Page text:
Coventry bin drivers say they have gone from ‘hero to zero’ in recent months as they began four more days of strikes to demand more pay.

The industrial action has intensified, with a four-day strike from Tuesday until Friday, January 14, after a two-day strike last week. Many people beeped their horns as they passed the striking workers on the first day of the strike.

The bin lorry drivers are striking in a row over pay – with union Unite saying employees are paid ‘poverty wages’, with some left unable to afford medical care.

READ OUR LIVE UPDATES ON THE BIN STRIKE HERE

The council has refuted this, claiming some are paid more than £50,000 a year.

When CoventryLive visited the picket line at the council’s Whitley depot on London Road, there were chants from striking bin drivers of “Unite, Unite, we stand up and we fight.”

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Unite regional officer Simon O’Keeffe told CoventryLive: “This has been brewing for about three years where the union has been talking to the council about Christmas working and terms and conditions. Unfortunately it came to a head towards the end of last year. Industrial action is the very last thing that we ever want to do.”

Referring to the drivers standing behind him as he spoke, Mr O’Keeffe said: “A few of them feel like they’ve gone from hero to zero from the pandemic to now.”

Mr O’Keeffe confirmed that Unite and Coventry City Council did sit down in talks today (January 11).

Both Unite and Coventry City Council say they are maintaining a dialogue to find a resolution as soon as possible.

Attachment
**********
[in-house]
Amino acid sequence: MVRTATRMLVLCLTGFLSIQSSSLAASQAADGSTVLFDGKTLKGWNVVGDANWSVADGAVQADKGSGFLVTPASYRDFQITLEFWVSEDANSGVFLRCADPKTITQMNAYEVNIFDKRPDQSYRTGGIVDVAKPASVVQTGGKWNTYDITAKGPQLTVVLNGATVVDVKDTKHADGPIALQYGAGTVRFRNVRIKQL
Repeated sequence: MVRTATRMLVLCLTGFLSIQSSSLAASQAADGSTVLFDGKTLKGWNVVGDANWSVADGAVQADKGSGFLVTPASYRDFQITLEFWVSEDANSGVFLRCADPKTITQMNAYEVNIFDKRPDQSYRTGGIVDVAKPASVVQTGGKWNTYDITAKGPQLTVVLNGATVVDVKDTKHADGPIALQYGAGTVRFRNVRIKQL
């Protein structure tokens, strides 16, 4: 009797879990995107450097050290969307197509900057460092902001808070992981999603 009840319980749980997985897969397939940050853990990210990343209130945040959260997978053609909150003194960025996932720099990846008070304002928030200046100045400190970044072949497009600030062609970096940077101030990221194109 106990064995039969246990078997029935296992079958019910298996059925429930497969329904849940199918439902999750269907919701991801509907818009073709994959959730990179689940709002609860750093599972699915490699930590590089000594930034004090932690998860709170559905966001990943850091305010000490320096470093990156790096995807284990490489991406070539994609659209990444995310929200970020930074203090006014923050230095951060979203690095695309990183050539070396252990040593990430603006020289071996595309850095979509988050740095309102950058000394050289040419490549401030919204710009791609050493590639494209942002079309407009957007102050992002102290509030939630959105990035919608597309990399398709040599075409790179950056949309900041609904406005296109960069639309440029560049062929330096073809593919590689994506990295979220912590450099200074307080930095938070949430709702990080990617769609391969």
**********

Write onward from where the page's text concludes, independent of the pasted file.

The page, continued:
Bin lorry drivers and supporters picketing outside the Coventry Whitley Depot on January 11
Bin lorry drivers and supporters picketing outside the Coventry Whitley Depot on January 11

Last week Coventry City Council leader George Duggins told CoventryLive they are working to negotiate on a refuse service that they can feel “proud to offer the city.”

Mr O’Keeffe added: “The ideal outcome is to reach a resolution so these guys can get back to work and refuse collections can continue as normal.”

A total of 98.5% of Coventry bin drivers balloted to strike, and there was a feeling of high morale on today’s picket line, with many passing cars beeping their horns in support.

But there has been widespread anger from Coventry residents, with reports of rubbish piling up across the city.

The city council has organised six drop-off sites across the city where people affected can take their rubbish.

More than 35,000 people have used these sites since they first opened on Wednesday, December 29.

But the council has come under fire for saying they won’t be picking up extra rubbish when the bin strikes cease.

The strike is set to continue until this Friday (January 14).

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